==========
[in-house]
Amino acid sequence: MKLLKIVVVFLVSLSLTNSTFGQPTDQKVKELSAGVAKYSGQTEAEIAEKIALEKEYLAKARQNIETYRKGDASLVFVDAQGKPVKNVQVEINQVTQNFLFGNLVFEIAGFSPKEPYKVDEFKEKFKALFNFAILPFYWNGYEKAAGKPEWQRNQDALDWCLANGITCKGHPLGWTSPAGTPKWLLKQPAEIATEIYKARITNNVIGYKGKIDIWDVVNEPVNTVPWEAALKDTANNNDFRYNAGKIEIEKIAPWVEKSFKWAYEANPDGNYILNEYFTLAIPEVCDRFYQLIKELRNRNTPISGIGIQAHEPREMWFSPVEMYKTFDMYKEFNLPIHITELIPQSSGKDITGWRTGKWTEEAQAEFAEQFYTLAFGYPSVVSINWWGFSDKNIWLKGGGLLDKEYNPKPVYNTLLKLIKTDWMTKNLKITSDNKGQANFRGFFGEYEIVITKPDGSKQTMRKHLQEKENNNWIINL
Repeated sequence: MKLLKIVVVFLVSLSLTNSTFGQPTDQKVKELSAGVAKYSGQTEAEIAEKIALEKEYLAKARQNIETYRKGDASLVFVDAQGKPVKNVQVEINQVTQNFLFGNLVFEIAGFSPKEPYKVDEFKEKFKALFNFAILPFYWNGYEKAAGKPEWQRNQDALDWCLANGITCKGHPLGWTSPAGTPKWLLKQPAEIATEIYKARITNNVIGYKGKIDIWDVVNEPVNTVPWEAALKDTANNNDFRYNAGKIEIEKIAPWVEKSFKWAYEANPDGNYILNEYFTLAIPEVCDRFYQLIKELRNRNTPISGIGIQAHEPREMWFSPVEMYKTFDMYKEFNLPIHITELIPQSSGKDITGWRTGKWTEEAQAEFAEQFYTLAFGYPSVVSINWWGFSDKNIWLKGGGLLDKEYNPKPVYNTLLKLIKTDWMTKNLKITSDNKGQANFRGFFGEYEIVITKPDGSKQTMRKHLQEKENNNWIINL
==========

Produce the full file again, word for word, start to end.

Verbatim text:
[in-house]
Amino acid sequence: MKLLKIVVVFLVSLSLTNSTFGQPTDQKVKELSAGVAKYSGQTEAEIAEKIALEKEYLAKARQNIETYRKGDASLVFVDAQGKPVKNVQVEINQVTQNFLFGNLVFEIAGFSPKEPYKVDEFKEKFKALFNFAILPFYWNGYEKAAGKPEWQRNQDALDWCLANGITCKGHPLGWTSPAGTPKWLLKQPAEIATEIYKARITNNVIGYKGKIDIWDVVNEPVNTVPWEAALKDTANNNDFRYNAGKIEIEKIAPWVEKSFKWAYEANPDGNYILNEYFTLAIPEVCDRFYQLIKELRNRNTPISGIGIQAHEPREMWFSPVEMYKTFDMYKEFNLPIHITELIPQSSGKDITGWRTGKWTEEAQAEFAEQFYTLAFGYPSVVSINWWGFSDKNIWLKGGGLLDKEYNPKPVYNTLLKLIKTDWMTKNLKITSDNKGQANFRGFFGEYEIVITKPDGSKQTMRKHLQEKENNNWIINL
Repeated sequence: MKLLKIVVVFLVSLSLTNSTFGQPTDQKVKELSAGVAKYSGQTEAEIAEKIALEKEYLAKARQNIETYRKGDASLVFVDAQGKPVKNVQVEINQVTQNFLFGNLVFEIAGFSPKEPYKVDEFKEKFKALFNFAILPFYWNGYEKAAGKPEWQRNQDALDWCLANGITCKGHPLGWTSPAGTPKWLLKQPAEIATEIYKARITNNVIGYKGKIDIWDVVNEPVNTVPWEAALKDTANNNDFRYNAGKIEIEKIAPWVEKSFKWAYEANPDGNYILNEYFTLAIPEVCDRFYQLIKELRNRNTPISGIGIQAHEPREMWFSPVEMYKTFDMYKEFNLPIHITELIPQSSGKDITGWRTGKWTEEAQAEFAEQFYTLAFGYPSVVSINWWGFSDKNIWLKGGGLLDKEYNPKPVYNTLLKLIKTDWMTKNLKITSDNKGQANFRGFFGEYEIVITKPDGSKQTMRKHLQEKENNNWIINL